Net neutrality: Are ISPs already choking the online bandwidth of high traffic content providers?

Mark Leiser: I am a PhD Candidate in Cyber Law at the University of Strathclyde in Glasgow. I have written submissions for the Leveson Inquiry into the culture and ethics of the media and for the Scottish Parliament on the use of social media during trials. My PhD is supervised by Professor Andrew Murray at the London School of Economics and focuses on the effectiveness of cyber-regulation. My research and interests revolve around main areas of Internet law and policy including internet governance & regulation, democracy, social media, privacy, and intellectual property. My PhD research focuses on developing a system of modelling to measure the effectiveness and legitimacy of Internet Regulation. I write in a personal capacity.

Last week I wrote about potential doom for the internet as a result of a US court appeal on the issue of net neutrality. The ruling could allow companies such as Verizon and Comcast to monetise the movement of traffic across networks, a change that has serious implications for internet users, businesses and services.

Problems: A transcript of the conversation over slow internet speed

Now, a software engineer for cloud company iScan, Dave Raphael, has claimed that Verizon already appears to be throttling the speeds of customers’ connections to services like Netflix and Amazon web services. Raphael said he was first alerted to the problem on 26 January when the president of his company complained of "major slowdowns" while using iScan remotely. After some further testing, Raphael noticed some odd discrepancies between both Verizon broadband connections he had access to. Both his residential and his company's business plan went through the same Verizon routers, but his residential plan was getting unusably slow speeds to places like Amazon’s web services (AWS).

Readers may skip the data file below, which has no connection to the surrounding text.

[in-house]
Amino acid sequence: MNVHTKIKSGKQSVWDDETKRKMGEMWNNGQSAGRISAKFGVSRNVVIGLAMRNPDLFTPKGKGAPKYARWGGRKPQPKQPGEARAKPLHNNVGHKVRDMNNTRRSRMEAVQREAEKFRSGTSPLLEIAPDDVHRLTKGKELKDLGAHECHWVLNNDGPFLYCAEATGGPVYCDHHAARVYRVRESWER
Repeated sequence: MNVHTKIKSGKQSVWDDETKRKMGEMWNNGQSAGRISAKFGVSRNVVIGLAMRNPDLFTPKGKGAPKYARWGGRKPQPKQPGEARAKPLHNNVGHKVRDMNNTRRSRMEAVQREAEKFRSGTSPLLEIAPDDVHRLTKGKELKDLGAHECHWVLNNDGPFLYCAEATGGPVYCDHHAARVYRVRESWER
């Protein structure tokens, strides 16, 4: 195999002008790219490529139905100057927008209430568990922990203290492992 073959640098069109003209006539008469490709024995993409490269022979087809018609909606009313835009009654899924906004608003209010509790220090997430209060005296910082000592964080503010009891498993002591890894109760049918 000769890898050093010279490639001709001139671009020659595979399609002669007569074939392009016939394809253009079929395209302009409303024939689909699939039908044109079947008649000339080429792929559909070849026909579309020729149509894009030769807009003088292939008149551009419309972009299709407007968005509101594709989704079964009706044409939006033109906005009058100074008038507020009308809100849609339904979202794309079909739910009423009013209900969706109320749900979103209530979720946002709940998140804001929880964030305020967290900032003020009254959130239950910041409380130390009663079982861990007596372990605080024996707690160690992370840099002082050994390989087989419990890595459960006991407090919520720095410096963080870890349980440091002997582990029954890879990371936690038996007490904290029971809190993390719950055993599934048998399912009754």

Initially, his discussion with a Verizon service representative appeared to confirm this, although it's uncertain whether such a ‘first-tier’ line of customer services agent would be privy to this type of high-level technical information.

Connections to AWS were limited to 40 kBps, Raphael said - about 240 times slower than the 75 Mbps fibre optic connection Raphael was paying for. Raphael discovered that even content hosted on AWS by others, including Netflix, was also slower.

However, Verizon has denied taking steps to degrade some parts of the Internet: "We treat all traffic equally, and that has not changed," a Verizon statement said. "Many factors can affect the speed of a customer’s experience for a specific site, including that site’s servers, the way the traffic is routed over the internet and other considerations. We are looking into this specific matter, but the company representative was mistaken. We’re going to redouble our representative education efforts on this topic."

Under the US Federal Communications Commission’s (FCC) net neutrality rules, broadband companies were previously forbidden from slowing down or blocking connections to content. That prohibition was struck by a Washington DC court last month, enabling companies to legally throttle services if they chose. Verizon suggested in their oral argument before the court last autumn that it was interested in different service and pricing models.

A complex case, it can be best described as changing the way Internet Service Providers (ISPs) can charge for traffic that travels across networks. Historically, the term net neutrality meant that providers had to treat traffic in a neutral manner; that mean not discriminating among the data packets that make up the traffic of the internet. As a result, the internet was a dumb network. However, companies like Verizon and Comcast were never considered to be public utilities and rules that the FCC had imposed in its Open Internet Order were deemed to be ultra vires.

Accordingly, a court ruled that “the Communications Act expressly prohibits the Commission from nonetheless regulating them as such. Because the Commission has failed to establish that the anti-discrimination and anti-blocking rules do not impose per se common carrier obligations, we vacate those portions of the Open Internet Order.” As a result, companies like Verizon and Comcast are now free to start imposing different pricing plans onto providers like Google and Netflix which, in order to function, require heavy traffic usage across the internet.

The decision could completely alter the internet landscape as we know it.

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